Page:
Responding to Terrorism

ISIL’s recent acts of violence and brutality have been universally condemned, however the language used to condemn their actions has been less than ideal.

When the mainstream media uses terms such as “Islamist Militants” or “Islamic State” to describe terrorist groups, they do not succeed in alienating terrorists. Instead, they alienate a diverse community comprising 1.6 billion people. As a consequence, the average citizen begins to conflate ISIL’s atrocious actions with the Islamic community at large. As a consequence, moderate Muslims are continually asked to prove to the rest of the world that they do not sympathise with terrorists or their cause.

The use of “Islam” as descriptive of  terrorist organizations is tantamount to identity theft. The media is helping groups such as ISIL hijack the Islamic faith, and everything it represents. This would be the equivalent of the media referring to the few Australians that have joined ISIS as “Aussie Militants” or “Aussie Al-Qaeda”. The average Australian would feel as if their identity had been stolen and maligned.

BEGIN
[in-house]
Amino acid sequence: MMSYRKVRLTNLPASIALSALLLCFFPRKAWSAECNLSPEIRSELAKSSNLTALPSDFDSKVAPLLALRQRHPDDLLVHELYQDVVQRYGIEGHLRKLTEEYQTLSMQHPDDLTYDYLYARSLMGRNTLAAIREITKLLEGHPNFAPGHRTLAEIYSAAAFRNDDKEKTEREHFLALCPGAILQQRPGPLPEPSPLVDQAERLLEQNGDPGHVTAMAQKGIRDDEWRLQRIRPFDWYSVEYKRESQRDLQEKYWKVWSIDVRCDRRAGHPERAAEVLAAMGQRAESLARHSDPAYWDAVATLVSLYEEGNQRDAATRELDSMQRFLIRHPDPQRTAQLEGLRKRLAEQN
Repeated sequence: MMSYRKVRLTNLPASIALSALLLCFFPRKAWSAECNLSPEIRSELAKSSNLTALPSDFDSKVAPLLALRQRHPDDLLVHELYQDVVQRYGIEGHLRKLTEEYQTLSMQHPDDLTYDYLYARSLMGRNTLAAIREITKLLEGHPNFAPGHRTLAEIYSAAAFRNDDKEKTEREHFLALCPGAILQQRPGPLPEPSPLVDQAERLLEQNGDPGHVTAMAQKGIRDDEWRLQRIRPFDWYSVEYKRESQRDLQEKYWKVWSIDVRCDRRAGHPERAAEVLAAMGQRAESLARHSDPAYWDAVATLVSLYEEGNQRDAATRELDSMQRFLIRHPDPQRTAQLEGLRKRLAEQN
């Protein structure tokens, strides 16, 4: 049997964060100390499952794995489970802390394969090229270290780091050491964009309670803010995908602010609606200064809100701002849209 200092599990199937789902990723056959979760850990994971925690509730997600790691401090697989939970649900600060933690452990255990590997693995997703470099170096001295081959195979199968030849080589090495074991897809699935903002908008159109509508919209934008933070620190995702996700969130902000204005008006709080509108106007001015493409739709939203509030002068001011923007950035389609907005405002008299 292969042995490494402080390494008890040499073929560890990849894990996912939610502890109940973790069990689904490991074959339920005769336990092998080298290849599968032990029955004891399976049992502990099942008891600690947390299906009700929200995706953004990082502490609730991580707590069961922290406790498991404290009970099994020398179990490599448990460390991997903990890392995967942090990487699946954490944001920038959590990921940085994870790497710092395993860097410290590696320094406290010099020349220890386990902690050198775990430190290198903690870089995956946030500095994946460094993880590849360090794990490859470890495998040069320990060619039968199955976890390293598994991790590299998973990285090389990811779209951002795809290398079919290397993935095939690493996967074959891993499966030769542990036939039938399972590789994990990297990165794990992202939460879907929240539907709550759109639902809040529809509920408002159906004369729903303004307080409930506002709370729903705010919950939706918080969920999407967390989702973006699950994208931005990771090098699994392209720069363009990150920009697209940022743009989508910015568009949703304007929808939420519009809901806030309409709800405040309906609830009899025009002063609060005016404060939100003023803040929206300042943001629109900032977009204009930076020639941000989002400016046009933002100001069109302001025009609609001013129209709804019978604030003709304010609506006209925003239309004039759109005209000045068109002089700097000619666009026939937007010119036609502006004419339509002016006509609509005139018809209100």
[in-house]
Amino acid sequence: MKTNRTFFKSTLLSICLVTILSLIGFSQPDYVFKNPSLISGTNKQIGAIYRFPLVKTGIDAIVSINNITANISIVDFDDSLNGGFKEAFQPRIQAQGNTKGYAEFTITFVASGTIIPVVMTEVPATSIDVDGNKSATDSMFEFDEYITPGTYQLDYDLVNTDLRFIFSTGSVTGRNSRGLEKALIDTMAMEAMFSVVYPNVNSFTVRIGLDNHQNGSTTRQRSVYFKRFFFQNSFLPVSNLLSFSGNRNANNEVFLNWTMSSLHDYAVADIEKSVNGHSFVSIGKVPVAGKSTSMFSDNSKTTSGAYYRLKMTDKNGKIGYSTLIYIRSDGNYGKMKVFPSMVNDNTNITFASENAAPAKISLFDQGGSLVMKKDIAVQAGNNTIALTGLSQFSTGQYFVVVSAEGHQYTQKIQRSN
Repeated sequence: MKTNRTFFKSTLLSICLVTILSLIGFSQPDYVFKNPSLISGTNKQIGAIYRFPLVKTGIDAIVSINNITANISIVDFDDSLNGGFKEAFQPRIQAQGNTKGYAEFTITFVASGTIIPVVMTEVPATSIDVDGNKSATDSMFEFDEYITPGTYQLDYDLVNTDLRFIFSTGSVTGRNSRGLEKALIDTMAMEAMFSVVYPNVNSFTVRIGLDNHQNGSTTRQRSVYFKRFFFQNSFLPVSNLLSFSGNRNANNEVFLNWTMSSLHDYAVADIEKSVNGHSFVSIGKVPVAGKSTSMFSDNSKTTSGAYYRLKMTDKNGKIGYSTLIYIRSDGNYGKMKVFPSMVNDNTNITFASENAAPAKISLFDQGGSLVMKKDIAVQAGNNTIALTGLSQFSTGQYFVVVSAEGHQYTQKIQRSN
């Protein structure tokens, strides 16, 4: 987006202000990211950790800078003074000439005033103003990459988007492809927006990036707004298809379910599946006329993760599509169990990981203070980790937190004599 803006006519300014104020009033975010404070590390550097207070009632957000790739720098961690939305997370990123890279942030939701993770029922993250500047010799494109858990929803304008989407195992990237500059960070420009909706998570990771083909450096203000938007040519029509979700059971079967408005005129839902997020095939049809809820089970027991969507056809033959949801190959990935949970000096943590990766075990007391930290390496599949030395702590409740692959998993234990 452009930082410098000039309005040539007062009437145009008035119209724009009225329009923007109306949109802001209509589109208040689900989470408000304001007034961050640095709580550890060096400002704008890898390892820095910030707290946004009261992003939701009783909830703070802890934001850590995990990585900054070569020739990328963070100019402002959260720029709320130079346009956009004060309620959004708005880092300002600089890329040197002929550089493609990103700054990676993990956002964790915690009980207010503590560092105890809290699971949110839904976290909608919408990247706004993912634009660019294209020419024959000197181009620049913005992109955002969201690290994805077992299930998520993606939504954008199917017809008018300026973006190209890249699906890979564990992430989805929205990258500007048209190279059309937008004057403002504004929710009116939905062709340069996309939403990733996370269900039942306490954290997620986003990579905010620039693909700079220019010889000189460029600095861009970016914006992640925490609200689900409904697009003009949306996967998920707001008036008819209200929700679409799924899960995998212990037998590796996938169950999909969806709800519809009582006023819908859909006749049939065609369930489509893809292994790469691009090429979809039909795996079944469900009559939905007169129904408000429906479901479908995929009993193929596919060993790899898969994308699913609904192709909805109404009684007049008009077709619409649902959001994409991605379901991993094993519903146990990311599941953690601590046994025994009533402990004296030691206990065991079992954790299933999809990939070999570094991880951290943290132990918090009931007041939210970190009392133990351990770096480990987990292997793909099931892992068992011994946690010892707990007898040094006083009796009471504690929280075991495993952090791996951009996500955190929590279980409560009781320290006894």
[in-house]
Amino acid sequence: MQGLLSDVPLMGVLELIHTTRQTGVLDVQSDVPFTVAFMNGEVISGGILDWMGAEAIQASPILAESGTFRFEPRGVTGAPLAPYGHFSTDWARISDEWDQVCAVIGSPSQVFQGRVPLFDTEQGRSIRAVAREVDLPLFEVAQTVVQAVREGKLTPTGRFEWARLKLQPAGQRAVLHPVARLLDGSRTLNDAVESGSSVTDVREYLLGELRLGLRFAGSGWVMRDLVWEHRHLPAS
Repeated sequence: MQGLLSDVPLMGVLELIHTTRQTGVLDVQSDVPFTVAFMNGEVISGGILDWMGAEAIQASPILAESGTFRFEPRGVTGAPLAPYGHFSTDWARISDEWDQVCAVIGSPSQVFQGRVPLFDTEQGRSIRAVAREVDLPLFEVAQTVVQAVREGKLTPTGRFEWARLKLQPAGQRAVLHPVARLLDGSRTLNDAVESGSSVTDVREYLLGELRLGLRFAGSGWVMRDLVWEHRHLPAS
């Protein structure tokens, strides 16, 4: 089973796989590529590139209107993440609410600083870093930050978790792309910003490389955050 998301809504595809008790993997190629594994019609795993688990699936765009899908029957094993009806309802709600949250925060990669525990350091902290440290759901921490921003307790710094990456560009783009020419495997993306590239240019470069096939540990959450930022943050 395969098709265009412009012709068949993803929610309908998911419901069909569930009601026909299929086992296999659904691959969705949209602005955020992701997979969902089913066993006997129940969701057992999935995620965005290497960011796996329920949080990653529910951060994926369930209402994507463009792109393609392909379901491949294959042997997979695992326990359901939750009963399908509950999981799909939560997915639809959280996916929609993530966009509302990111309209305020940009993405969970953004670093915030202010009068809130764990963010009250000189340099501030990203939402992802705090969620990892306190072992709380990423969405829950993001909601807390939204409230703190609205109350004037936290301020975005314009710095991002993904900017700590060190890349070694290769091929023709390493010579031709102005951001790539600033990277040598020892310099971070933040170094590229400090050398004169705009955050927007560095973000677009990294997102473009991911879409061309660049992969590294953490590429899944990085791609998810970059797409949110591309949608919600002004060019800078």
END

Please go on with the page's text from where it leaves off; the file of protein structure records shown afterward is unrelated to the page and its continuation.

A better response to terrorism would resemble what occurred after the siege of the Lindt Café in Sydney. The hashtag #I’llRideWithYou started trending on social media even as the siege was ongoing, reassuring Muslims who were scared to travel alone on public transport that they had the support of the community.

As the war on terrorism continues to be fought on all fronts, the flow of information needs to be monitored. Accurate language must be used to describe terrorist groups in order to facilitate global understanding and foster tolerance. In refusing to conflate terrorist organisations such as ISIL with the Islamic community, we take a step towards making Muslims in our community feel included and accepted. Hopefully, this means they are less likely to be radicalised by ISIL’s violent agenda.

We acknowledge the Ngunnawal and Ngambri people, who are the Traditional Custodians of the land on which Woroni, Woroni Radio and Woroni TV are created, edited, published, printed and distributed. We pay our respects to Elders past and present. We acknowledge that the name Woroni was taken from the Wadi Wadi Nation without permission, and we are striving to do better for future reconciliation.